In Thatcher’s vision of a post-Soviet world, a global market freed from the constraints of national intervention and the threat of communism would become the main social institution to deliver freedom and prosperity for all. She greatly helped in making free markets the ideological reality of our times, infiltrating all sectors of the national and international governance structures, filtering out all the way to NGOs and civil society.

Contemporary European leaders might lack the conviction and the doctrinal coherence of the Iron Lady, but they are de facto walking in her footsteps. As they carry out austerity programs, they advocate a similar policy rationale: the short-term traumatic effects of cutting social welfare and letting the economy adjust itself in the midst of a global recession will be written off by the long-term beneficial effects of growth.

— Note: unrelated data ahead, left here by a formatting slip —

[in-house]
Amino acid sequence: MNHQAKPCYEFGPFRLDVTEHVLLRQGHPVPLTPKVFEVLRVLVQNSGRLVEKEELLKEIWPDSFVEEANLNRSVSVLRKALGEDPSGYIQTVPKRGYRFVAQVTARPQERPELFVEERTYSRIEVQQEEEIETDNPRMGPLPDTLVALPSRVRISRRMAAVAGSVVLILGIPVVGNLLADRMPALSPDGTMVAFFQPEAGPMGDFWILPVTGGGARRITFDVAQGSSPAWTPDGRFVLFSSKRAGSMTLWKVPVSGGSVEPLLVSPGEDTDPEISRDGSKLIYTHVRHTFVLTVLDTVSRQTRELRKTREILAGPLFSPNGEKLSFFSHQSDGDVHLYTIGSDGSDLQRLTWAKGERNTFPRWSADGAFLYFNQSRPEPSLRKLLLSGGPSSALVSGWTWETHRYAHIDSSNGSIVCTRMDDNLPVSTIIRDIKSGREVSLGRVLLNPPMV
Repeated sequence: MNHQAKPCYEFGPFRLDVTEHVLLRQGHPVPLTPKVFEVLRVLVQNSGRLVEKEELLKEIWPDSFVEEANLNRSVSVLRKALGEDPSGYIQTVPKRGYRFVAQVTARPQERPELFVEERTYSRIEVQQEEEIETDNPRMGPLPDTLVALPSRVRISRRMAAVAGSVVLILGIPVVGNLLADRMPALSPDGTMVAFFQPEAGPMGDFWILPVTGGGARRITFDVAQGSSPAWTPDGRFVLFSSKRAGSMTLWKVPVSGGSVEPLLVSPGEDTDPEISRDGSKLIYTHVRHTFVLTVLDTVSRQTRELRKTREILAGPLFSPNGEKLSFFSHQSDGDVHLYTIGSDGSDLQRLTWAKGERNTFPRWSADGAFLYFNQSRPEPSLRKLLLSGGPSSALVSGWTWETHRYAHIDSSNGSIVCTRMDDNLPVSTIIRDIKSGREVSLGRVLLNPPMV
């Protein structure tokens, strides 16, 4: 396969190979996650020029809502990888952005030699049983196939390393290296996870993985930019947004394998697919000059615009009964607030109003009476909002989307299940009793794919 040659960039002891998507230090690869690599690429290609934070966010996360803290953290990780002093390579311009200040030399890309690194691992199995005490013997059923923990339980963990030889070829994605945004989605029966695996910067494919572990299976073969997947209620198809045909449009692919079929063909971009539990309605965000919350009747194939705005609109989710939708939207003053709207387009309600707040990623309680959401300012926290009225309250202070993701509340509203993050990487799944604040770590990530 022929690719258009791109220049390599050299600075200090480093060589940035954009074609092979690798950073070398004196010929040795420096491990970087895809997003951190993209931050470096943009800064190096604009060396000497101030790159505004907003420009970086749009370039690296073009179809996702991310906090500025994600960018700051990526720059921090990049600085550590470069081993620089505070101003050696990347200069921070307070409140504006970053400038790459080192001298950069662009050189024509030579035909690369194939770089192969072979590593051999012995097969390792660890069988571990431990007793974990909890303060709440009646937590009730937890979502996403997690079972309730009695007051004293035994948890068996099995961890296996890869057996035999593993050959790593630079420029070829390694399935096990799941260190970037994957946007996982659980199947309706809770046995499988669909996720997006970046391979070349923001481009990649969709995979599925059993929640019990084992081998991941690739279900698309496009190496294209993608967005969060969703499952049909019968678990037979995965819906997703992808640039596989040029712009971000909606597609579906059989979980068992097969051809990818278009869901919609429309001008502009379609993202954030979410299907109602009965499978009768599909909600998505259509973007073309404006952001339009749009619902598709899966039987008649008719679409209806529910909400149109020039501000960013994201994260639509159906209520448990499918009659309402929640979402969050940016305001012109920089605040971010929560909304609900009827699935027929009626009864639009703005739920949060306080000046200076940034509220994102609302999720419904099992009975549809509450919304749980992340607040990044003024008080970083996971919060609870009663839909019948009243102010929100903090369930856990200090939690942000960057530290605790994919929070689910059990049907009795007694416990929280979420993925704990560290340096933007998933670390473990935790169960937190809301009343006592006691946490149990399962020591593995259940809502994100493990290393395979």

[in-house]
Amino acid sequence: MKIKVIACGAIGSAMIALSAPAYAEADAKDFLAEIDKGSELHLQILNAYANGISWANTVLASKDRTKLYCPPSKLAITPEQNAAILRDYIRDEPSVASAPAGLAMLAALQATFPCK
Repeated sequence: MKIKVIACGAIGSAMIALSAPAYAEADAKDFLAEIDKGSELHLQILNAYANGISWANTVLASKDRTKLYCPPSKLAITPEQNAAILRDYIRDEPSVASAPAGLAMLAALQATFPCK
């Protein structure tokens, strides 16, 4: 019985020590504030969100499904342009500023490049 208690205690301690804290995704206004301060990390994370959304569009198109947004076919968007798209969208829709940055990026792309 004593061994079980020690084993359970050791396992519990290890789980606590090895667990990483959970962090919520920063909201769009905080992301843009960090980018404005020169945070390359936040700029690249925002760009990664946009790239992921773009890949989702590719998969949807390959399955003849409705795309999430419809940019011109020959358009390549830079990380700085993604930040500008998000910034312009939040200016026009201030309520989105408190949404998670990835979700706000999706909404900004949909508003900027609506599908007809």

It is within this context that the spontaneous wave of “death parties” spreading throughout Britain in the aftermath of Thatcher’s death should be understood. "Ding Dong! The Witch is Dead," a song from the Wizard of Oz, went viral as part of the “celebrations” online. These irreverent expressions captured the imagination of the media, not least because they break with the British culture of respect and propriety that sees these actions as distasteful.

But “party-goers” and protesters are not just talking about the past. They are making an important point about the future of Britain. The Tory-led government installed in 2010 launched the biggest series of spending cuts since Thatcher’s era, agitating the spectre of bankruptcy to push its agenda.